But if – as does seem to be the case – awakenings arise as and when they will, doesn’t this undermine practice? I think not. It does, however, get away from the idea of practice as a technique that you employ to bring about a particular end-result. Seeing practice more as inquiry than as bringing about a particular state circumvents this problem, as far as I can see. My sense is that inquiry does not aim at awakening – because to aim at awakening suggests that we have an idea of what this means at the outset, and this limits meditative inquiry – but it provides fertile ground for awakening, by ploughing up the soil of our assumptions and our habitual beliefs to allow light and air to enter.
This is where the second aspect of awakening comes in. Awakening alone is not enough: to wake up and then to spend your days lying in bed is, although perhaps pleasant, in the end not the most useful way of going about your life. Waking up allows us to do stuff (make coffee, feed the cat, write blogs, cure the sick, go paragliding etc.) that we can’t do when we are asleep. When applied to practice, I take this to mean that awakening is about the opening up of a path that we cannot tread whilst we are sleepwalking through our lives. And this, I think, means ethics.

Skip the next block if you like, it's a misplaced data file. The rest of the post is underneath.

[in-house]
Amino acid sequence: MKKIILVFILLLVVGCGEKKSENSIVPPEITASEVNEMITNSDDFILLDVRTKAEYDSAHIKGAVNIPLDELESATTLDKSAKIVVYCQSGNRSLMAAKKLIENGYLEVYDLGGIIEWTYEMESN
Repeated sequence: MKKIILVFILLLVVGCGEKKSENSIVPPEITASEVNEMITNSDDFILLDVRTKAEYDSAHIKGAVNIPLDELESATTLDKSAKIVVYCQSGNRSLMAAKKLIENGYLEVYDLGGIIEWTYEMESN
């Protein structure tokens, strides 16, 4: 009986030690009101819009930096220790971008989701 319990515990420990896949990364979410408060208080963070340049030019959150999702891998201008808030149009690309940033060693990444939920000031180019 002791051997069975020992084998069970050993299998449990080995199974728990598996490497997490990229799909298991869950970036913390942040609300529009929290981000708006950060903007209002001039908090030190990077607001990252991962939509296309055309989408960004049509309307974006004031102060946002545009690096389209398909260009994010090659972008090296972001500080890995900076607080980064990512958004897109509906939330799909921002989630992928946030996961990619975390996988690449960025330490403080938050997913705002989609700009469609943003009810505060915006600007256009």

What, then, of experiences of awakening? Few awakenings, I suspect, are cataclysmic and dramatic. Most come so quietly that it is hard to even notice them. They are intangible and flickering moments. What is of more importance than the experience of awakening itself is that we permit what awakening we have to settle into our bones so that they might become a part of the stream of our own lives. Or, to put it another way, perhaps it is not so much a matter of seeking some experience of awakening, but rather of awakening to the awakenings that we already have.